Golden Age of Piracy > Letter of Marque
Letter of Marque
A Letter of Marque was an official document that designated someone between a legal pirate, also known as a privateer and an outlaw pirate. This small distinction was highlighted especially in the case of William Kidd and was one of the largest driving forces behind the Privateering Era and the Buccaneering Era. These pieces of paper were given out under the authority of any of the Royal governments at the time and authorized their agents to attack and disrupt the commerce operations of enemy empires.
This process was extremely effective during war time and allowed the quick conversion of many privateers into an informal navy but often caused problems during peace time as there were hundreds of unemployed privateers suddenly without work. These unemployed mariners would often ply their trade against anyone during these periods and was one of the major driving forces behind the golden age of piracy throughout the world.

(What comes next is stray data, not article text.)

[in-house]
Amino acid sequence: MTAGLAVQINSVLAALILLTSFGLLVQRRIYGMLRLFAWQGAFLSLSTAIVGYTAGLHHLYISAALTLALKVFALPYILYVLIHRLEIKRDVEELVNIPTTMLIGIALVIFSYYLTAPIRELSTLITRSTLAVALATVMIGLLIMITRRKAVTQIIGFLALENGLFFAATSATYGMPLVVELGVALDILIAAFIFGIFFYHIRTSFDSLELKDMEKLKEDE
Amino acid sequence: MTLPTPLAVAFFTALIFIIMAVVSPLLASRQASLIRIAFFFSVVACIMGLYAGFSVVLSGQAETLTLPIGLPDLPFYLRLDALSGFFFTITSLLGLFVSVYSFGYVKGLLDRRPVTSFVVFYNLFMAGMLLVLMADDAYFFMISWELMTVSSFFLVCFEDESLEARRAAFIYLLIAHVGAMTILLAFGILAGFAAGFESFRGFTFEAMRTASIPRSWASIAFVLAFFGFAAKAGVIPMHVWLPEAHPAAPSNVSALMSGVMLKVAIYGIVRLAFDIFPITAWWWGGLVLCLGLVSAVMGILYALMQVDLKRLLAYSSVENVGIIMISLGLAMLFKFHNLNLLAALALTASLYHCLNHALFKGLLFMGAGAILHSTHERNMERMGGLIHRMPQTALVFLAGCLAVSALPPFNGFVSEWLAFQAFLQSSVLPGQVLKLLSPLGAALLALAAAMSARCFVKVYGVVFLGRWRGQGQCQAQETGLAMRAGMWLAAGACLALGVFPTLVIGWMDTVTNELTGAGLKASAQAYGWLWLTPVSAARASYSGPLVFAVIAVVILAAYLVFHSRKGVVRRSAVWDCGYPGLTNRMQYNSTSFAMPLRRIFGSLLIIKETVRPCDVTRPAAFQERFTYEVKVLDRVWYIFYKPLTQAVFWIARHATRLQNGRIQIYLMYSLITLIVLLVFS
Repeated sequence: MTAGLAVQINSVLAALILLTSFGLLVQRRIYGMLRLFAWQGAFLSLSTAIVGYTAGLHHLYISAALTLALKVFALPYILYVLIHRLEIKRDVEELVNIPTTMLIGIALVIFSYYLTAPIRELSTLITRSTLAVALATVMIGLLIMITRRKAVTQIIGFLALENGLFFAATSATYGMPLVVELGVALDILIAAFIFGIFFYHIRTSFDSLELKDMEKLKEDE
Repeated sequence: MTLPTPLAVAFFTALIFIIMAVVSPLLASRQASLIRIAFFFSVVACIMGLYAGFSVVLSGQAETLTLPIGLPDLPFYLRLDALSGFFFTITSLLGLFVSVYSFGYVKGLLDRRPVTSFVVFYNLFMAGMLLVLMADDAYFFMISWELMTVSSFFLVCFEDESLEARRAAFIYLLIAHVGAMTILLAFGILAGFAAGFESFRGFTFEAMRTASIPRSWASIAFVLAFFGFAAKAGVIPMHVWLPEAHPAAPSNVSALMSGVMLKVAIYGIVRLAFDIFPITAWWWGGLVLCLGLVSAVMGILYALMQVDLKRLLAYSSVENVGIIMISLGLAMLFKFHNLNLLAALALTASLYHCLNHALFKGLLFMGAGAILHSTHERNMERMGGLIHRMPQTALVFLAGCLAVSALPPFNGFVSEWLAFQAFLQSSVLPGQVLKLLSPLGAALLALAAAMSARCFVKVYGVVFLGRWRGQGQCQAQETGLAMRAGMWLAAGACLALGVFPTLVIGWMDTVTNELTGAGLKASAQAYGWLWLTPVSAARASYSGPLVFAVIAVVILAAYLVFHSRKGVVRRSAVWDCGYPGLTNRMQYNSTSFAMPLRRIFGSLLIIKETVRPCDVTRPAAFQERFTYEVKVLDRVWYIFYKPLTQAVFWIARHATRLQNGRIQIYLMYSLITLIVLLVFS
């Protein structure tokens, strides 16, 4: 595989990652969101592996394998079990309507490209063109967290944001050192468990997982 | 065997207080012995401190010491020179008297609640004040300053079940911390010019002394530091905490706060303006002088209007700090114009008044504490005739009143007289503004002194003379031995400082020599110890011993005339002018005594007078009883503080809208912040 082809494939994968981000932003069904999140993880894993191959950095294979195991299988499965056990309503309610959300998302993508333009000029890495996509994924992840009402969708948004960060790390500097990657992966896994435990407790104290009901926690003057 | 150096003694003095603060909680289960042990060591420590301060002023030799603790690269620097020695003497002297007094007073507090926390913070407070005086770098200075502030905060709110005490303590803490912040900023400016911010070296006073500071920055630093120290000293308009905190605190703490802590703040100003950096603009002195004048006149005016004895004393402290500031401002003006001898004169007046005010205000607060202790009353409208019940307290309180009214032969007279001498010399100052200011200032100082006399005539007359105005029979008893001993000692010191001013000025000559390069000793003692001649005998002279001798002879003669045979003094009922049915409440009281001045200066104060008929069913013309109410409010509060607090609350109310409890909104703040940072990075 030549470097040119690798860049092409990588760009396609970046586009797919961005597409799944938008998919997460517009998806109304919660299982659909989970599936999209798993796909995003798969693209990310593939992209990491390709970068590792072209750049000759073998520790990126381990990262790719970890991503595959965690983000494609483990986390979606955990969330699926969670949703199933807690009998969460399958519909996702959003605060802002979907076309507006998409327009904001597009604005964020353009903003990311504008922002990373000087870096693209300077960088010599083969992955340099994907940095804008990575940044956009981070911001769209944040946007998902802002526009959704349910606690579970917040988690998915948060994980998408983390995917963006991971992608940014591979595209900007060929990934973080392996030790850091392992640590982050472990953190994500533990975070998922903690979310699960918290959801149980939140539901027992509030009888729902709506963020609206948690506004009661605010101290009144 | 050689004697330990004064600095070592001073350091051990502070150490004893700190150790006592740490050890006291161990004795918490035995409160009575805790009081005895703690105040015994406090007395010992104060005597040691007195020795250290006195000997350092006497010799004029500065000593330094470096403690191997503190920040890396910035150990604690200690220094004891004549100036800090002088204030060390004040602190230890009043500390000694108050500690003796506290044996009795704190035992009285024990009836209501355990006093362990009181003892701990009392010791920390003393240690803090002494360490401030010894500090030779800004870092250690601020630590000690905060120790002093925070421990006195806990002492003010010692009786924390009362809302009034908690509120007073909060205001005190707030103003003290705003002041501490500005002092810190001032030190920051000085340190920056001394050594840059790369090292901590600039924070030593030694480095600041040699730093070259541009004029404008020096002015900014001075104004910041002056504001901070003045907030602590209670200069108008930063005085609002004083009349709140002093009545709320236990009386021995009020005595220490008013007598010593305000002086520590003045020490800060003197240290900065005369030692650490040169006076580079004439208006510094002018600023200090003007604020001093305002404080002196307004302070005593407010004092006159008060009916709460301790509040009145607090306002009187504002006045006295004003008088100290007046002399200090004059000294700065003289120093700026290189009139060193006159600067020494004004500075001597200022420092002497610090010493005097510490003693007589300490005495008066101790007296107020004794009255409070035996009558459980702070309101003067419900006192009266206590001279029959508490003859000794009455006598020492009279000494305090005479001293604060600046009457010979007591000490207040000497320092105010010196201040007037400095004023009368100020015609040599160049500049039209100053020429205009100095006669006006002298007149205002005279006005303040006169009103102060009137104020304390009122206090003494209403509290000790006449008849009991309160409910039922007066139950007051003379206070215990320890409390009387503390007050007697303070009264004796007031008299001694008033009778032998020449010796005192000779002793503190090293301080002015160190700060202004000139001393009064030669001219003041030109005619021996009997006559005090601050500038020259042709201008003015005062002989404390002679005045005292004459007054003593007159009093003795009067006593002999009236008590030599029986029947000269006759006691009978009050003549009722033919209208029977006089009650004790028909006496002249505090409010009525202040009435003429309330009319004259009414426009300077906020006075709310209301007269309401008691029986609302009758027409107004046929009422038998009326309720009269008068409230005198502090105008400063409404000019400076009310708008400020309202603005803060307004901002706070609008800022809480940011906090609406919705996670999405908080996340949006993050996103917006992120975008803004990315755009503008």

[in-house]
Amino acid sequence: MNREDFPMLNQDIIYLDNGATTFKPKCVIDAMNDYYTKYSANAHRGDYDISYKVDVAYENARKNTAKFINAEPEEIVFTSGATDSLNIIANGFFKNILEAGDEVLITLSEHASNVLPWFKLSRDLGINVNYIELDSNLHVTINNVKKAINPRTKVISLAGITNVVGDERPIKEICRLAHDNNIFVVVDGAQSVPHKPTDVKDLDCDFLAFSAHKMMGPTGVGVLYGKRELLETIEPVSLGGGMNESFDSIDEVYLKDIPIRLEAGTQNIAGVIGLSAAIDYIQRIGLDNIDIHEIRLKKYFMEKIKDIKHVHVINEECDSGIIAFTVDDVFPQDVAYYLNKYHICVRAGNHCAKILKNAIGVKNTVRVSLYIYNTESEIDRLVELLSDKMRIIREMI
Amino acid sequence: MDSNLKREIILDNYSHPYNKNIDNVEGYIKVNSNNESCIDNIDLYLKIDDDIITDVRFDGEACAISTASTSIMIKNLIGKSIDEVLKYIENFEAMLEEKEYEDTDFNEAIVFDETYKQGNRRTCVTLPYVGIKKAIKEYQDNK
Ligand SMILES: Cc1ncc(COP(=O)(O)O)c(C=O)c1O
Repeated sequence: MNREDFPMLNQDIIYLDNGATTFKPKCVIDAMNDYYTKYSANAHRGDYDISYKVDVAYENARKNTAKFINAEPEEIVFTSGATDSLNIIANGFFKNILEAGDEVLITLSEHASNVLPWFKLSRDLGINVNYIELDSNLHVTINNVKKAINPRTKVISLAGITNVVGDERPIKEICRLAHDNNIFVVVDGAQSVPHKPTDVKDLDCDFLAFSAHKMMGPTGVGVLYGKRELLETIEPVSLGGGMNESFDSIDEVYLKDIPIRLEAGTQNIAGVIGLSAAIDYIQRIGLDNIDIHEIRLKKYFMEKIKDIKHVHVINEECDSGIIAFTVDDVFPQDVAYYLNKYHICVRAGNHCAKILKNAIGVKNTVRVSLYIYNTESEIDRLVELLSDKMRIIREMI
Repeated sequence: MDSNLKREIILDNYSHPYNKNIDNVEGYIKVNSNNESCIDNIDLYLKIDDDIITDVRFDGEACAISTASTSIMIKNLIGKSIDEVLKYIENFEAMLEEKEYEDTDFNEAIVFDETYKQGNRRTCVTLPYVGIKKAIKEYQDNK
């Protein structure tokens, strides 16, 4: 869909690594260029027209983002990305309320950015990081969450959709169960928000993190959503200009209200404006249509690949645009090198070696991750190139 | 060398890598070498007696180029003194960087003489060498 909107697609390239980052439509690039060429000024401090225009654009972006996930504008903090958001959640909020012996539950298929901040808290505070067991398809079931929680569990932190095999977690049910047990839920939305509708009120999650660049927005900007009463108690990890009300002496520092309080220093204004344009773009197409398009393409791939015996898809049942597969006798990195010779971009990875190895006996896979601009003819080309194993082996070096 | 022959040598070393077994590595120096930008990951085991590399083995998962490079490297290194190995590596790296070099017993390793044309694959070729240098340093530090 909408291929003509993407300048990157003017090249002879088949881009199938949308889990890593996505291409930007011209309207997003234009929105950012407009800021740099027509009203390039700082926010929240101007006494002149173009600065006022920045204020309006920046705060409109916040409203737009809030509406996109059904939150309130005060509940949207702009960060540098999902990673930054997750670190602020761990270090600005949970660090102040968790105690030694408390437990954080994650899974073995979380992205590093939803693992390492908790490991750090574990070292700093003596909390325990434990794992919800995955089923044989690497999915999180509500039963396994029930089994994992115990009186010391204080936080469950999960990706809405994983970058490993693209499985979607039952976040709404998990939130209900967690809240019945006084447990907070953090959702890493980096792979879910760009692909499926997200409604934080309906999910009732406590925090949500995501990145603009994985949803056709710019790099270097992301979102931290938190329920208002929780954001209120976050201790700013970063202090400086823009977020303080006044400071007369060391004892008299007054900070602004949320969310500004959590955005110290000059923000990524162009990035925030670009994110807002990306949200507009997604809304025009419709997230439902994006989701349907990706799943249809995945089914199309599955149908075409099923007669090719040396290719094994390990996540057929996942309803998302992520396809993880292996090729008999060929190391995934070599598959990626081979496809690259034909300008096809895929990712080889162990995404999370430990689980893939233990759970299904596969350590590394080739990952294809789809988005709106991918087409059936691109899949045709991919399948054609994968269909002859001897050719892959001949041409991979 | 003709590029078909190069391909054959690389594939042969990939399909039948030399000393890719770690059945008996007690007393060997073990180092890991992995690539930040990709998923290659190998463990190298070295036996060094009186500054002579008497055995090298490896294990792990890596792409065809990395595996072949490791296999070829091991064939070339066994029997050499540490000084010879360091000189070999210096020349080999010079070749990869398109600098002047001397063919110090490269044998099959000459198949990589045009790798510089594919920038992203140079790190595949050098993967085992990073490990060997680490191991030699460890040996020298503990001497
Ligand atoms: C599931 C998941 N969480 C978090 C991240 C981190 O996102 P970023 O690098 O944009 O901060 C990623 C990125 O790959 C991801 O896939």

The idea behind a Letter of Marque was that the privateer would pay himself out of the prizes taken and give a share back to the crown, thus providing a win-win-win situation of paying everyone in the home nation while depleting an enemy nation in the process. The rich target of the Spanish Main provided a seemingly endless supply of wealth to raid and plunder and attracted pirates from throughout the world to claim their share.
Letters of Marque were issued by nearly all of the empires such as the British Empire, the Spanish Empire, the French Empire, the Portuguese Empire and the Dutch Republic. Privateering ships were much better armed than typical merchant ships and often traveled with a larger crew anticipating a fight.
Letters of Marque would not prevent punishment and reprisal if caught by an enemy nation.